Horse Mackerel is usually caught by trawling and Seine fishing. In Malta, they are caught using a method locally known as lampara.
It is usually available during the summer months.
The Horse Mackerel is said to have got its name from a legend that describes how smaller fish could travel on its back over long distances.
In English it goes by many other names including the common Scad, Atlantic horse Mackerel, European Horse Mackerel, and Saurel which is similar to its Maltese name Sawrell.
This fish can be cooked in many different ways including smoked, fried, salted and baked and it is a good source of vitamins D, B12 and is high in Omega-3.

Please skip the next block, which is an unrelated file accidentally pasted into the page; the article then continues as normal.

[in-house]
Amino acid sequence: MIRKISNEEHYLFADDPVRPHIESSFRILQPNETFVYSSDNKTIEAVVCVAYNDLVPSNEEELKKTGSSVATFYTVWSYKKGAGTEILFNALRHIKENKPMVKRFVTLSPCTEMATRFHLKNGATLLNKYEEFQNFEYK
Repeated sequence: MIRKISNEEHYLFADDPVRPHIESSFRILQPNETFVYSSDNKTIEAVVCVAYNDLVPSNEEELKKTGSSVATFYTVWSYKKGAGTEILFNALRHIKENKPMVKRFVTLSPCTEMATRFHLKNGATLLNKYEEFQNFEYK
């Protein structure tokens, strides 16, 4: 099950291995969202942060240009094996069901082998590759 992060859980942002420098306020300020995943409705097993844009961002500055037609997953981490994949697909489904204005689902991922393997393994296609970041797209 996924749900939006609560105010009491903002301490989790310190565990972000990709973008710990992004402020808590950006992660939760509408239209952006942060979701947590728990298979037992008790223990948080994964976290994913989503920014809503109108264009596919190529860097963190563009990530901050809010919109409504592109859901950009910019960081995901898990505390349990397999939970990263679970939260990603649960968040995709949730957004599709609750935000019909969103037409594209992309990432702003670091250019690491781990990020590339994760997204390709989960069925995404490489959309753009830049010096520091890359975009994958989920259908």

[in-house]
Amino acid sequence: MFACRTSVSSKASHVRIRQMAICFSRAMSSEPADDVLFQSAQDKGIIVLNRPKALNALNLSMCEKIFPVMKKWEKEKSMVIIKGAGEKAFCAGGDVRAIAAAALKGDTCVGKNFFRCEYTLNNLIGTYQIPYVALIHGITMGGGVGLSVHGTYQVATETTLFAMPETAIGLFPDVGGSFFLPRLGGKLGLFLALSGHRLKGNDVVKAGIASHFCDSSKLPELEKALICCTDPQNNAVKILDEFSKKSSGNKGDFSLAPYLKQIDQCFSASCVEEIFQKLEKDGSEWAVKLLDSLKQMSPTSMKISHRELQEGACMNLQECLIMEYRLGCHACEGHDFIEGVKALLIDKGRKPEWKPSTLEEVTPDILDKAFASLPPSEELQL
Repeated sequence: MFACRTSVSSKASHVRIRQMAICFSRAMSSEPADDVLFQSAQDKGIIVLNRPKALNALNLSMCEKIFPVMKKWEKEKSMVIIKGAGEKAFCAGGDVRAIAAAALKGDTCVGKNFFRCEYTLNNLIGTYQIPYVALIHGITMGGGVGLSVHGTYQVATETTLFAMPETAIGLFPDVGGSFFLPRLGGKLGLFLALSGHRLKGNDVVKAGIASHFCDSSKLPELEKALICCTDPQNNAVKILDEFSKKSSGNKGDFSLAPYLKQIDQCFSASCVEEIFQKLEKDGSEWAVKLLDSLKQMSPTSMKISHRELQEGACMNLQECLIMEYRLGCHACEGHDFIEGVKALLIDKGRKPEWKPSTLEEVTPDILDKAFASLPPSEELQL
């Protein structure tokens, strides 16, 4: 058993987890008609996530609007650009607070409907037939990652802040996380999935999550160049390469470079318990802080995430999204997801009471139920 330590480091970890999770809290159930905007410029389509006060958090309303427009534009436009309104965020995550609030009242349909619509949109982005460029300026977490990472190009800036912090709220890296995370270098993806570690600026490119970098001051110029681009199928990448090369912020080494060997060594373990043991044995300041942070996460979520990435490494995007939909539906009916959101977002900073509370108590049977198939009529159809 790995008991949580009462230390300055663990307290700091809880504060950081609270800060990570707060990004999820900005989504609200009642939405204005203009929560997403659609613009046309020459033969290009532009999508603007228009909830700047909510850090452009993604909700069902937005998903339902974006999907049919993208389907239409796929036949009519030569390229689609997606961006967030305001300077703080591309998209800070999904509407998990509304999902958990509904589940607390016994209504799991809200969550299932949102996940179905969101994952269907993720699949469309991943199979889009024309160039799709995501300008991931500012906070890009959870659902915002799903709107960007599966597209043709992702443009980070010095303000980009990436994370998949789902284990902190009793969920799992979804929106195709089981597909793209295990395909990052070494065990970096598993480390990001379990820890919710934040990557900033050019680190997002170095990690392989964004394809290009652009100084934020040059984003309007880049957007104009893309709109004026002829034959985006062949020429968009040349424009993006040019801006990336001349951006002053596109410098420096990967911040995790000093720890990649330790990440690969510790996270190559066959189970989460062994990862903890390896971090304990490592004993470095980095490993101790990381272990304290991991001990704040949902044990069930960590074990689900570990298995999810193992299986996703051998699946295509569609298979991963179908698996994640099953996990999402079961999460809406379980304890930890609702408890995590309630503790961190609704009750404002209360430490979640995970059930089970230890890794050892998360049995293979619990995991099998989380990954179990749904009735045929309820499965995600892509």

Horse mackerel, like other species of mackerel, mature quickly which makes them very resistant to fishing pressures. The Maltese lampara method generally uses smaller nets and have little bycatch. Horse mackerel and other small species mackerel are also used as feed in tuna pens. This practice is highly unsustainable and 25kg of mackerel is required to produce 1kg of tuna.
Despite this, given the information above, fish for tomorrow recommends the horse mackerel as a sustainable fish. It is also advisable not to purchase mackerel smaller than 25cm.